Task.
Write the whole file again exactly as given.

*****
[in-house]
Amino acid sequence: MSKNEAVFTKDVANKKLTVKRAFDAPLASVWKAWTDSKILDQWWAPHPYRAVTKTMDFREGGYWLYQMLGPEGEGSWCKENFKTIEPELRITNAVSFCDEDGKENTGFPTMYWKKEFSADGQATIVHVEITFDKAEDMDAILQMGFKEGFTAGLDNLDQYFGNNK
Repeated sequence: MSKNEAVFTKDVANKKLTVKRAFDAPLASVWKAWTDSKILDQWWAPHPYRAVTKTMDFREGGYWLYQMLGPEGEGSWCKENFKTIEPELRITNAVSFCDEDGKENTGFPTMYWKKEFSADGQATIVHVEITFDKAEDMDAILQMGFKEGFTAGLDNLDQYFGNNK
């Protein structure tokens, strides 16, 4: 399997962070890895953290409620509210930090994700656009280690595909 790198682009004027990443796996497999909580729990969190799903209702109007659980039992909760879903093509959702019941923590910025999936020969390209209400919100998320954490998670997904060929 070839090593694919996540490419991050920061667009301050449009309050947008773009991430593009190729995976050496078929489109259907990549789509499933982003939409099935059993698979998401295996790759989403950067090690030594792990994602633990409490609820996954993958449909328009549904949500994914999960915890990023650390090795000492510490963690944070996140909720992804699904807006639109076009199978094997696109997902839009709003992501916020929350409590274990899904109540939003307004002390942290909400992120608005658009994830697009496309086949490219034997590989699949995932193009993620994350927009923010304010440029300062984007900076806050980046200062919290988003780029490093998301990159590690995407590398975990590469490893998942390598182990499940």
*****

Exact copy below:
[in-house]
Amino acid sequence: MSKNEAVFTKDVANKKLTVKRAFDAPLASVWKAWTDSKILDQWWAPHPYRAVTKTMDFREGGYWLYQMLGPEGEGSWCKENFKTIEPELRITNAVSFCDEDGKENTGFPTMYWKKEFSADGQATIVHVEITFDKAEDMDAILQMGFKEGFTAGLDNLDQYFGNNK
Repeated sequence: MSKNEAVFTKDVANKKLTVKRAFDAPLASVWKAWTDSKILDQWWAPHPYRAVTKTMDFREGGYWLYQMLGPEGEGSWCKENFKTIEPELRITNAVSFCDEDGKENTGFPTMYWKKEFSADGQATIVHVEITFDKAEDMDAILQMGFKEGFTAGLDNLDQYFGNNK
């Protein structure tokens, strides 16, 4: 399997962070890895953290409620509210930090994700656009280690595909 790198682009004027990443796996497999909580729990969190799903209702109007659980039992909760879903093509959702019941923590910025999936020969390209209400919100998320954490998670997904060929 070839090593694919996540490419991050920061667009301050449009309050947008773009991430593009190729995976050496078929489109259907990549789509499933982003939409099935059993698979998401295996790759989403950067090690030594792990994602633990409490609820996954993958449909328009549904949500994914999960915890990023650390090795000492510490963690944070996140909720992804699904807006639109076009199978094997696109997902839009709003992501916020929350409590274990899904109540939003307004002390942290909400992120608005658009994830697009496309086949490219034997590989699949995932193009993620994350927009923010304010440029300062984007900076806050980046200062919290988003780029490093998301990159590690995407590398975990590469490893998942390598182990499940």